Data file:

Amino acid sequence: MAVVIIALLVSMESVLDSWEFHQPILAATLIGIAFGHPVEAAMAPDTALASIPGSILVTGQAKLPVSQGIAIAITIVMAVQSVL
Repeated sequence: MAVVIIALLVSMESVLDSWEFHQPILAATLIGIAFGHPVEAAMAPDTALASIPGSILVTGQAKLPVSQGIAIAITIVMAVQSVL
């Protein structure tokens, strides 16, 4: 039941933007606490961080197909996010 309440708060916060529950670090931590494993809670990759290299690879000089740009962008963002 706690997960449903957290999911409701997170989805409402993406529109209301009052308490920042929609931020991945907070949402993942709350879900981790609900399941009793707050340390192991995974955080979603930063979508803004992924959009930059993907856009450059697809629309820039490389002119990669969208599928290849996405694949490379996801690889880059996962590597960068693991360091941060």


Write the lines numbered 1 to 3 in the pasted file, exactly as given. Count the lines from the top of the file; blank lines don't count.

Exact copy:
Amino acid sequence: MAVVIIALLVSMESVLDSWEFHQPILAATLIGIAFGHPVEAAMAPDTALASIPGSILVTGQAKLPVSQGIAIAITIVMAVQSVL
Repeated sequence: MAVVIIALLVSMESVLDSWEFHQPILAATLIGIAFGHPVEAAMAPDTALASIPGSILVTGQAKLPVSQGIAIAITIVMAVQSVL
């Protein structure tokens, strides 16, 4: 039941933007606490961080197909996010 309440708060916060529950670090931590494993809670990759290299690879000089740009962008963002 706690997960449903957290999911409701997170989805409402993406529109209301009052308490920042929609931020991945907070949402993942709350879900981790609900399941009793707050340390192991995974955080979603930063979508803004992924959009930059993907856009450059697809629309820039490389002119990669969208599928290849996405694949490379996801690889880059996962590597960068693991360091941060």